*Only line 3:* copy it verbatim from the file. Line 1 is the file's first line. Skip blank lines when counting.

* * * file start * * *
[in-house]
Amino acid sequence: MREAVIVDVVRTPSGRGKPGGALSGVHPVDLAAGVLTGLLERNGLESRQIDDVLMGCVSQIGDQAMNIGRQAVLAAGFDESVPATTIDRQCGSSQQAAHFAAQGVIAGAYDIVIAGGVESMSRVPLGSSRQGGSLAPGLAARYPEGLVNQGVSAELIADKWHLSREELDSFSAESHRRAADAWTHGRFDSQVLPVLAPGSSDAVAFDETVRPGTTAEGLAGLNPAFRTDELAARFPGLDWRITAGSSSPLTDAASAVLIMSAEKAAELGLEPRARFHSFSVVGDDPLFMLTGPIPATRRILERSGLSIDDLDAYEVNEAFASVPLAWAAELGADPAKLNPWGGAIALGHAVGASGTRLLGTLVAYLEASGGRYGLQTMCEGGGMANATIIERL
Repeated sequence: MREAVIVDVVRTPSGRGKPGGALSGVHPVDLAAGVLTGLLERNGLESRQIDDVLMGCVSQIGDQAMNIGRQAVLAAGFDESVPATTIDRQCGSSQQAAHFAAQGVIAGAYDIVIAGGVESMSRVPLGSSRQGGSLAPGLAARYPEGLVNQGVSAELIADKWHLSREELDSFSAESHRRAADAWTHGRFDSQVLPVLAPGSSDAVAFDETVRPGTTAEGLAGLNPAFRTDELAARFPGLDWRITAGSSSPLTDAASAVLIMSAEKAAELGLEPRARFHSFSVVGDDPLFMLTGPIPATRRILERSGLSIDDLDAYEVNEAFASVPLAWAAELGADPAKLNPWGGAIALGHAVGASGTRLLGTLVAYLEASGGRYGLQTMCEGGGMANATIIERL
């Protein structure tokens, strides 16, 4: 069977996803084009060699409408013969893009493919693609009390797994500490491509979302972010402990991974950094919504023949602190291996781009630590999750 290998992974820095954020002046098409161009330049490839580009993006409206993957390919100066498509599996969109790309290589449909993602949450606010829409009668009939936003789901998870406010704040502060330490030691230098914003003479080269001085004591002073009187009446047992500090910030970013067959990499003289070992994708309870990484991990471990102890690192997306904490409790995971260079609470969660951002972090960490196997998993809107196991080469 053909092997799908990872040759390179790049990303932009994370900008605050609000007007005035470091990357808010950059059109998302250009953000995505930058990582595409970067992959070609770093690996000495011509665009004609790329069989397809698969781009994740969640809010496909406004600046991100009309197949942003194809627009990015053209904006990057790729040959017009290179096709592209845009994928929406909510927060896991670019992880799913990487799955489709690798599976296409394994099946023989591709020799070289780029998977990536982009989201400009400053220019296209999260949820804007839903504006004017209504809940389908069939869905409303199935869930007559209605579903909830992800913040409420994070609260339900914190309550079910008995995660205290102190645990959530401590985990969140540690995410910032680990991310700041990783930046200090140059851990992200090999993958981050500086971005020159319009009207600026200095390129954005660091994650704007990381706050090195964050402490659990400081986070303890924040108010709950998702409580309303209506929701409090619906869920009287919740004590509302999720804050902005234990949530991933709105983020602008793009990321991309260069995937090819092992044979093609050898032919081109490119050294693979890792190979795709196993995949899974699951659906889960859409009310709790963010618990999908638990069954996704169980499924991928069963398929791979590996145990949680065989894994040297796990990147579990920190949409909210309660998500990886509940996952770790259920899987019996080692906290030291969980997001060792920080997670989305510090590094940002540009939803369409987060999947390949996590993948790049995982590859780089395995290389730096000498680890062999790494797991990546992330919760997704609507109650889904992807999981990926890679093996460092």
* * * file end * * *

Repeated sequence: MREAVIVDVVRTPSGRGKPGGALSGVHPVDLAAGVLTGLLERNGLESRQIDDVLMGCVSQIGDQAMNIGRQAVLAAGFDESVPATTIDRQCGSSQQAAHFAAQGVIAGAYDIVIAGGVESMSRVPLGSSRQGGSLAPGLAARYPEGLVNQGVSAELIADKWHLSREELDSFSAESHRRAADAWTHGRFDSQVLPVLAPGSSDAVAFDETVRPGTTAEGLAGLNPAFRTDELAARFPGLDWRITAGSSSPLTDAASAVLIMSAEKAAELGLEPRARFHSFSVVGDDPLFMLTGPIPATRRILERSGLSIDDLDAYEVNEAFASVPLAWAAELGADPAKLNPWGGAIALGHAVGASGTRLLGTLVAYLEASGGRYGLQTMCEGGGMANATIIERL